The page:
E.ON has developed an approach to ecologically manage the vegetation under and near its overhead power lines in forests. This approach, which is already in place for around 8,000 hectares of woodlands in Germany, will now be extended to all our service territories in Europe. By 2029, we intend to put in place specific vegetation-management plans for each hectare of woodlands and to invest a double-digit million euro sum for this purpose. This represents our commitment to promote healthy ecosystems and greater biodiversity along 13,000 kilometres of high-voltage power lines in forested areas, equal in size to about 100,000 soccer fields.
E.ON has a range of projects to support mixed forests, like the one inaugurated in 2020 in partnership with PLANT-MY-TREE, a tree donation specialist. We’ve arranged for about 10,000 trees to be planted across Germany. The trees will likely sequester about 1000 metric tonnes of carbon dioxide annually and provide a habitat for a wide variety of flora and fauna. Our reforestation projects will continue in 2022. Some are linked to the achievement of sales targets, others give our customers the opportunity to get involved.
In 2020 E.ON energy provider eprimo, which is based in Neu-Isenburg, Germany, began building a green-power community. It brings together sustainability-minded energy producers and consumers. The electricity comes from rooftop solar panels, solar farms, hydroelectric plants, and other clean sources across Germany. The rapidly growing community had about 10,000 customers at year-end 2020 and more than 50,000 at the end of 2021. In November 2020 the project won an International Customer Experience Gold Award.
In late 2020 we founded the E.ON Environmental Network (EEN) in Germany. The EEN is a forum for sharing information on operational environmental issues, environmental management, sustainability as well as related legislation, standards, and benchmarks. It brings together experts from our network and customer solutions businesses, works closely with the HSE and Sustainability teams, and meets on a quarterly basis. If necessary, it meets using virtual presence technology, as was the case in much of 2021. Since its founding, the EEN has grown its membership considerably. Key topics in 2021 included the standardisation of documentation for compliance with Germany’s Commercial Refuse Act, environmental assessment in accordance with ISO 14001, and the creation of a joint digital platform for biodiversity and environmental-protection projects. The European EEN, which brings together E.ON colleagues outside Germany, also met several times in 2021 to address pertinent issues. In the years ahead, we intend to expand these networks and transform them into group-wide information-sharing platforms.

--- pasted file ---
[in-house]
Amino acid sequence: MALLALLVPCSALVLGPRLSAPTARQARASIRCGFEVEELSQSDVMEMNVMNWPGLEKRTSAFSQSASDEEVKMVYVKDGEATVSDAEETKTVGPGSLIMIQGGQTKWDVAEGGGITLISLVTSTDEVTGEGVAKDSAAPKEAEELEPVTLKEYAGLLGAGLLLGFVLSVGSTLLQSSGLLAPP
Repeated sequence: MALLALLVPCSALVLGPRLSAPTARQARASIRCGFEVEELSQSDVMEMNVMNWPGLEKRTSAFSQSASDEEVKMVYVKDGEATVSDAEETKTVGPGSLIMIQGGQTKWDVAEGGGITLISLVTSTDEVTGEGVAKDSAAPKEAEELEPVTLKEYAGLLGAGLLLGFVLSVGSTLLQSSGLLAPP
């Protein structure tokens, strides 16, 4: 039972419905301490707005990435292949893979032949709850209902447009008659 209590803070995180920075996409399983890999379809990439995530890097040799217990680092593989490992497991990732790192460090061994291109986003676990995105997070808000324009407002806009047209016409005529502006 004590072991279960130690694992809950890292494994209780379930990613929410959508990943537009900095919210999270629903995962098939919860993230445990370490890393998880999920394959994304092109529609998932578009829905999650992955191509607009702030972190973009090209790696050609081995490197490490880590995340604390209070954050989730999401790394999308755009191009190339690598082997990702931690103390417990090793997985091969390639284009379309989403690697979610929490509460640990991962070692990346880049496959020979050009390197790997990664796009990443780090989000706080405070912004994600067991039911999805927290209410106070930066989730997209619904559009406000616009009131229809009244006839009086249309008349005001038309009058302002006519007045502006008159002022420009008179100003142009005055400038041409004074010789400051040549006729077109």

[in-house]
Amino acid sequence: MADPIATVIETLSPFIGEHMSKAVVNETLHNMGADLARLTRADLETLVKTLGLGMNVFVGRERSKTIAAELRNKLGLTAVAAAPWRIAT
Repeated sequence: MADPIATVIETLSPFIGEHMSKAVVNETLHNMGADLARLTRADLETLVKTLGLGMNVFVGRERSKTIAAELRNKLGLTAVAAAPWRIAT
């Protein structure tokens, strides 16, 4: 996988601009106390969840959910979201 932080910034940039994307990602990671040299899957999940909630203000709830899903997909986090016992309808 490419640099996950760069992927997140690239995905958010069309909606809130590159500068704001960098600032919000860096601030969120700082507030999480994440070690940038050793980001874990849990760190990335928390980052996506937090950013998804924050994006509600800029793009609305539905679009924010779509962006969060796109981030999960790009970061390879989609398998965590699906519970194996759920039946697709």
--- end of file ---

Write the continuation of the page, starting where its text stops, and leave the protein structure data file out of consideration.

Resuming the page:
Pollination is essential for food production. The declining population of wild bees and other pollinators is therefore a global concern. Many E.ON DSOs – including LEW, Syna, and Bayernwerk in Germany – conduct projects to protect wild bee populations. In consultation with county administrative boards, E.ON Energidistribution, an E.ON DSO in Sweden, identified substations near areas where pollinators need support. Next, bee hotels (small wall-mounted wooden boxes) and bee beds (patches of sand and sandy ground) were installed. Also, nectar- and pollen-rich flowers were planted. In 2022 E.ON Energidistribution will continue to partner with public authorities and other stakeholders to help protect pollinators and, ideally, increase their numbers.